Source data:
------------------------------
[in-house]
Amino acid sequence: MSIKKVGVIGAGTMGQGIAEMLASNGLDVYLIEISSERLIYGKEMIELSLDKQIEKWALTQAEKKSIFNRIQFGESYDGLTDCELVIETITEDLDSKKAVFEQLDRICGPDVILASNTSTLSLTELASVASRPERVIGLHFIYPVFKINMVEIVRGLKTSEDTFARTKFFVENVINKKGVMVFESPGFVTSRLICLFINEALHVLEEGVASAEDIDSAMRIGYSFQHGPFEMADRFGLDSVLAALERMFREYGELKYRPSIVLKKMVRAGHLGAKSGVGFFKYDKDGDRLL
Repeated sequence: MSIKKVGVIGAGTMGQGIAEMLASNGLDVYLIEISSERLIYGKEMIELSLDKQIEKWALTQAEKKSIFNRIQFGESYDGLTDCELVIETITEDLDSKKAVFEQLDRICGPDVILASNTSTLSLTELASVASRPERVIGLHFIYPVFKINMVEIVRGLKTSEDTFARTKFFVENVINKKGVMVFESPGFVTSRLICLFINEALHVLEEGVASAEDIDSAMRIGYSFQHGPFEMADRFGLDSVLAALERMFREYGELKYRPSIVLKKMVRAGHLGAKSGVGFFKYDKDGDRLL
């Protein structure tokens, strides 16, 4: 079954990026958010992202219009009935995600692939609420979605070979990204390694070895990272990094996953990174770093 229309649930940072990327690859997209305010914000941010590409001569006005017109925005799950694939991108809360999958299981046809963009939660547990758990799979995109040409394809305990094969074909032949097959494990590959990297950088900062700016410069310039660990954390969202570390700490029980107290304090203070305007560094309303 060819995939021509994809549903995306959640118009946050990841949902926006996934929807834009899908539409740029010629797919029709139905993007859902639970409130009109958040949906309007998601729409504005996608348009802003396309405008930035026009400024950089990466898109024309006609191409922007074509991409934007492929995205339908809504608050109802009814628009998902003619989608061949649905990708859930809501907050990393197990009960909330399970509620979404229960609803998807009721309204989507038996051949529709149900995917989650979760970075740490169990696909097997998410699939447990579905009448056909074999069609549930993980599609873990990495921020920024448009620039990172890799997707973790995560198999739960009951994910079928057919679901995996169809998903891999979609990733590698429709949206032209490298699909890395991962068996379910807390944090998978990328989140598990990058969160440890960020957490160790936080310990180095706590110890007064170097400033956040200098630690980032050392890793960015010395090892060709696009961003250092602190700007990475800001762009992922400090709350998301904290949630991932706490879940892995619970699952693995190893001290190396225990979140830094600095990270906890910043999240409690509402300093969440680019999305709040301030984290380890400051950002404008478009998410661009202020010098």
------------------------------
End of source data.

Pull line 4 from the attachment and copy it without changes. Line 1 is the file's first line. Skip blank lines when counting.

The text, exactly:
């Protein structure tokens, strides 16, 4: 079954990026958010992202219009009935995600692939609420979605070979990204390694070895990272990094996953990174770093 229309649930940072990327690859997209305010914000941010590409001569006005017109925005799950694939991108809360999958299981046809963009939660547990758990799979995109040409394809305990094969074909032949097959494990590959990297950088900062700016410069310039660990954390969202570390700490029980107290304090203070305007560094309303 060819995939021509994809549903995306959640118009946050990841949902926006996934929807834009899908539409740029010629797919029709139905993007859902639970409130009109958040949906309007998601729409504005996608348009802003396309405008930035026009400024950089990466898109024309006609191409922007074509991409934007492929995205339908809504608050109802009814628009998902003619989608061949649905990708859930809501907050990393197990009960909330399970509620979404229960609803998807009721309204989507038996051949529709149900995917989650979760970075740490169990696909097997998410699939447990579905009448056909074999069609549930993980599609873990990495921020920024448009620039990172890799997707973790995560198999739960009951994910079928057919679901995996169809998903891999979609990733590698429709949206032209490298699909890395991962068996379910807390944090998978990328989140598990990058969160440890960020957490160790936080310990180095706590110890007064170097400033956040200098630690980032050392890793960015010395090892060709696009961003250092602190700007990475800001762009992922400090709350998301904290949630991932706490879940892995619970699952693995190893001290190396225990979140830094600095990270906890910043999240409690509402300093969440680019999305709040301030984290380890400051950002404008478009998410661009202020010098």